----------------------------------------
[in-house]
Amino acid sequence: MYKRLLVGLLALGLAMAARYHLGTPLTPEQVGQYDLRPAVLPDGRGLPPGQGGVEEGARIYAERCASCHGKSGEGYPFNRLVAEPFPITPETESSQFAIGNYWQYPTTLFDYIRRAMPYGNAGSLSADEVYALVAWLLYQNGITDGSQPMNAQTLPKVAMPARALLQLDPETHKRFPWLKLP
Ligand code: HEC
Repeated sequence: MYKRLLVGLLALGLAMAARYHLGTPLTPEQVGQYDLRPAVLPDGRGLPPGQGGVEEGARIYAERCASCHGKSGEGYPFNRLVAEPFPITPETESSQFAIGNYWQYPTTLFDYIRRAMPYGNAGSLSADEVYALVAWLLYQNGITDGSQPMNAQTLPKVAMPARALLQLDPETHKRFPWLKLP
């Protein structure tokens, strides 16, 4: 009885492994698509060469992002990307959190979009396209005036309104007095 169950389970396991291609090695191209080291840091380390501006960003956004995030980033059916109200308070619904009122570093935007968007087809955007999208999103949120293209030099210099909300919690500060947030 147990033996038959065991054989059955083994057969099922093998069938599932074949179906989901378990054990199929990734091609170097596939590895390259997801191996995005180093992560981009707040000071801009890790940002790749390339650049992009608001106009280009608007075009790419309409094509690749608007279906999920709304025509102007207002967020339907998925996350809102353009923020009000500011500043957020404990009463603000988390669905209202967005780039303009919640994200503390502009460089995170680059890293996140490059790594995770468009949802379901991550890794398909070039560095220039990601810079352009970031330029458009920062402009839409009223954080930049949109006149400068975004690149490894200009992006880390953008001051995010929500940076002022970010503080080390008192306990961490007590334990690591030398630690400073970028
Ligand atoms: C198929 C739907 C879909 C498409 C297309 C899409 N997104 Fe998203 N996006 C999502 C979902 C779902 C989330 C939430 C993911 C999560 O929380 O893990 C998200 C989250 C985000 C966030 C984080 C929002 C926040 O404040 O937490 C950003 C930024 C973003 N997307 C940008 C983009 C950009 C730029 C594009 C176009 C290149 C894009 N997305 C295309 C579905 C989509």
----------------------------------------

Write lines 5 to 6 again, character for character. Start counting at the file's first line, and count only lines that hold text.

């Protein structure tokens, strides 16, 4: 009885492994698509060469992002990307959190979009396209005036309104007095 169950389970396991291609090695191209080291840091380390501006960003956004995030980033059916109200308070619904009122570093935007968007087809955007999208999103949120293209030099210099909300919690500060947030 147990033996038959065991054989059955083994057969099922093998069938599932074949179906989901378990054990199929990734091609170097596939590895390259997801191996995005180093992560981009707040000071801009890790940002790749390339650049992009608001106009280009608007075009790419309409094509690749608007279906999920709304025509102007207002967020339907998925996350809102353009923020009000500011500043957020404990009463603000988390669905209202967005780039303009919640994200503390502009460089995170680059890293996140490059790594995770468009949802379901991550890794398909070039560095220039990601810079352009970031330029458009920062402009839409009223954080930049949109006149400068975004690149490894200009992006880390953008001051995010929500940076002022970010503080080390008192306990961490007590334990690591030398630690400073970028
Ligand atoms: C198929 C739907 C879909 C498409 C297309 C899409 N997104 Fe998203 N996006 C999502 C979902 C779902 C989330 C939430 C993911 C999560 O929380 O893990 C998200 C989250 C985000 C966030 C984080 C929002 C926040 O404040 O937490 C950003 C930024 C973003 N997307 C940008 C983009 C950009 C730029 C594009 C176009 C290149 C894009 N997305 C295309 C579905 C989509």